Open access

Agnieszka Wojtkowiak-Giera, Elżbieta Wandurska-Nowak, Monika Derda, Wiesława Jankowska, Paweł P. Jagodziński and Edward Hadaś

Abstract

Introduction: Toll-like receptors (TLRs) play a key role in the rapid activation of the innate immune response to a variety of pathogens. The aim of this study was to evaluate the effect of Trichinella spiralis infection on the level of expression of the tlr4 gene in mouse intestines during the intestinal phase of experimental trichinellosis.

Material and Methods: The experimental material consisted of the small and large intestines of BALB/c mice infected with Trichinella spiralis sampled at 4, 8, and 16 days post infection (dpi).

Results: A statistically significant increase was demonstrated in the tlr4 mRNA level isolated from the infected mice jejunum at 4, 8, and 16 dpi over the uninfected control. Moreover, at 4, 8, and 16 dpi in the jejunum of infected mice, a strong positive reaction for the presence of TLR4 protein compared with that of uninfected mice was observed.

Conclusion: Infection with T. spiralis changes the expression of the tlr4 gene in the small intestine of the mouse host.

Open access

Ana Oliveira, Joana S.P. Devesa, Peter B. Hill, Vanessa Silva and Patrícia Poeta

Abstract

Introduction: Staphylococcus pseudintermedius and Malassezia pachydermatis often cause skin diseases in dogs.

Material and Methods: An online survey was e-mailed to veterinary practices nationwide covering demographics, diagnosis methods, and oral and topical treatment options. Of the 740 surveys sent, 100 complete replies were obtained.

Results: The majority of clinicians were unaware of the existence of the International Society for Companion Animal Infectious Diseases guidelines or did not follow them (53%). Oral antibiotics were used universally for superficial bacterial folliculitis treatment, particularly amoxicillin-clavulanic acid (100%), cephalexin (94%), enrofloxacin (67%), or marbofloxacin (60%). For fold dermatitis (FD) and otitis externa (OE), oral antibiotics were also given as treatment in 88% and 82% of cases, respectively. Oral antifungals were often prescribed for generalised Malassezia dermatitis (85%), FD (70%), and OE (59%). S. pseudintermedius and M. pachydermatis were frequently treated topically, particularly with antibacterials or antifungals only, or a combination of antibacterials, antifungals, and glucocorticoids. Alternative options such as honey-based products were not frequently used.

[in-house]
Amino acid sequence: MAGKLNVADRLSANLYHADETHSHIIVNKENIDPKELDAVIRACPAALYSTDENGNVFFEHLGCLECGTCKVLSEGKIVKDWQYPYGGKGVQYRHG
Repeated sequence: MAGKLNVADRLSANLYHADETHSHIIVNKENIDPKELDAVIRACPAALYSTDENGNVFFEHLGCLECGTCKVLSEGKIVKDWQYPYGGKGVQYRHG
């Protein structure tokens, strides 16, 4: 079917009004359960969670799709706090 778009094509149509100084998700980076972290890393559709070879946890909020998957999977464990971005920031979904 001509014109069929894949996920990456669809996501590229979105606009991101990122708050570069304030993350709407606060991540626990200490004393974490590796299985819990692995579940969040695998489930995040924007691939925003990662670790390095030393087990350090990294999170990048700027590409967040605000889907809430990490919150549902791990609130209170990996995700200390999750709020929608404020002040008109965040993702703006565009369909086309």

Conclusion: Our survey suggests that oral antibiotics are overused by Portuguese clinicians despite the spread of antibiotic resistant S. pseudintermedius. Oral antibiotics and antifungals are commonly prescribed for skin conditions manageable with topical treatments.

Open access

Angelina Wójcik-Fatla, Jacek Sroka, Violetta Zając, Jacek Zwoliński, Anna Sawczyn-Domańska, Anna Kloc, Ewa Bilska-Zając, Robert Chmura and Jacek Dutkiewicz

Abstract

Introduction: Exposure to zoonotic factors in veterinary practice is closely related to the nature of the work. The main aim of the study was to determine the risk of selected zoonotic infections among the occupational group of veterinarians in Poland.